Tokyo: C&C Curry | JR Yurakucho

There are surprisingly a sea of curry houses scattered across this bustling megalopolis, but with a society that demands efficiency and speed, curry’s ease of preparation and affordability makes it a natural selection for salarymen and students. C&C, according to the web, is one of the two better curry houses, the other being Moyan.

You know, there’s just something incredibly satisfying about having Japanese curry in winter, and C&C hits all the right notes. In fact, C&C makes Coco Ichibanya taste positively mediocre, and that’s one of the better Japanese curries available in Singapore. The order process, like much of Japan, is simple, systematic and idiot-proof, even if you don’t speak the language. You can choose from a variety of meats including curry-spiced chicken, fried chicken, fish, squid, prawns, mixed vegetables and spinach. Then you decide your curry spice level, which at its supposedly highest level, isn’t very hot at all. Unlike the rest of Japan, you can’t indicate the size of your portion, which I’d imagine, will be a challenge for those who don’t fancy a normal-sized meal. Beverages are never an issue, since regardless of restaurant, iced water and green tea flasks are available at your table free of charge. It’s quite simply, one of the cheapest and best meals I’ve had in Tokyo.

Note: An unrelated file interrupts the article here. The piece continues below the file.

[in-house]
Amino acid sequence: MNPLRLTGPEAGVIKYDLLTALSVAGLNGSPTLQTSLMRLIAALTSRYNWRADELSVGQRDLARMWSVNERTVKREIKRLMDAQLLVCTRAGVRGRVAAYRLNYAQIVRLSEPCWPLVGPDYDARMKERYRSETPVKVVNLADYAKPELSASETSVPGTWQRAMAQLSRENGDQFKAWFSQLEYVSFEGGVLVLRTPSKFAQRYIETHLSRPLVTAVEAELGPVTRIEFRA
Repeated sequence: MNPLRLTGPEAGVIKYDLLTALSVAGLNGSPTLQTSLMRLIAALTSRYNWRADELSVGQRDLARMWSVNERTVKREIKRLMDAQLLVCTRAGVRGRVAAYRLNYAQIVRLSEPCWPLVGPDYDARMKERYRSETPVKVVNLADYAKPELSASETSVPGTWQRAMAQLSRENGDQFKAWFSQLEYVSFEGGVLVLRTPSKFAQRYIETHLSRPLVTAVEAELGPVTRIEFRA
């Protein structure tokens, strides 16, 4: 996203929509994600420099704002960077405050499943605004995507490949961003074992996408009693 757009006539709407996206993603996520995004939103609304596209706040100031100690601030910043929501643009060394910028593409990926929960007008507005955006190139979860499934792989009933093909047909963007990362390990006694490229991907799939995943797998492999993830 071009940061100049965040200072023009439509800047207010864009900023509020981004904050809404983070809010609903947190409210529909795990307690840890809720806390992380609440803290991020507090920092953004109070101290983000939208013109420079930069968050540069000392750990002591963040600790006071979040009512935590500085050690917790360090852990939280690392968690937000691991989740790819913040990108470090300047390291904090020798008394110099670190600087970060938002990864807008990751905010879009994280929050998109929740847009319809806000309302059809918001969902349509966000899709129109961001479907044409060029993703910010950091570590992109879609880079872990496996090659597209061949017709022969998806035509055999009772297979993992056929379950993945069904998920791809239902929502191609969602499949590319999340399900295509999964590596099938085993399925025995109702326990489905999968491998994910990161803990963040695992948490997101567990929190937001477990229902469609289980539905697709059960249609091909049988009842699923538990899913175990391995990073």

Dinner at C&C Curry

At Shimbashi station for the Yurikamome

Sightseeing along the Yurikamome route

Since I was sort of near Shimbashi station, the interchange station for the Yurikamome, a light rapid transit system that serves the former new downtown region of Odaiba. Odaiba is the Pudong to Shanghai, the Incheon to Seoul, the Marina Bay to Singapore. Consisting of a cluster of artificial islands reclaimed from Tokyo Bay in the mid-1990s, it was once the symbol of Japan’s ambitions of grandeur and utopia – the first real attempt since 1945 to reorganize the capital into a livable city where people could live, work and play complete with lush parks for recreation. However, the bubble burst put an end to the sweet life which plunged the country into a deep recession, exacerbated by the 1995 Kobe earthquake and 2011 Tohoku earthquake and resultant tsunami and nuclear disaster, which the country has never quite gotten out of. Today, Odaiba remains virtually untouched since I last visited it in 1996. Nevertheless, I wanted to see the Rainbow bridge, one of three landmark doppelgänger built in the 1960s to 1980s to propagate to the world the city’s first world status.

Rainbow Bridge, courtesy of the Sony NEX-5N on twilight mode.

Strolling along the bay’s promenade to admire the city’s skyline on a windy’s winter evening was on retrospect, not the best of ideas. Even with the best of Sweden’s fast fashion, I struggled against the sweltering cold, fighting the increasingly numbing sensations on my face and digits. It was uncomfortable, but still, I continued to sit on the bench, soaking in the nagging, skin-piercing, insufferable wind, which provided a constant distraction over my recent losses. At that moment, I felt sooo alone. For the first time in many months, I was at a lost – I didn’t know what to do with my life… I wanted to cry, but the pain wouldn’t relent.

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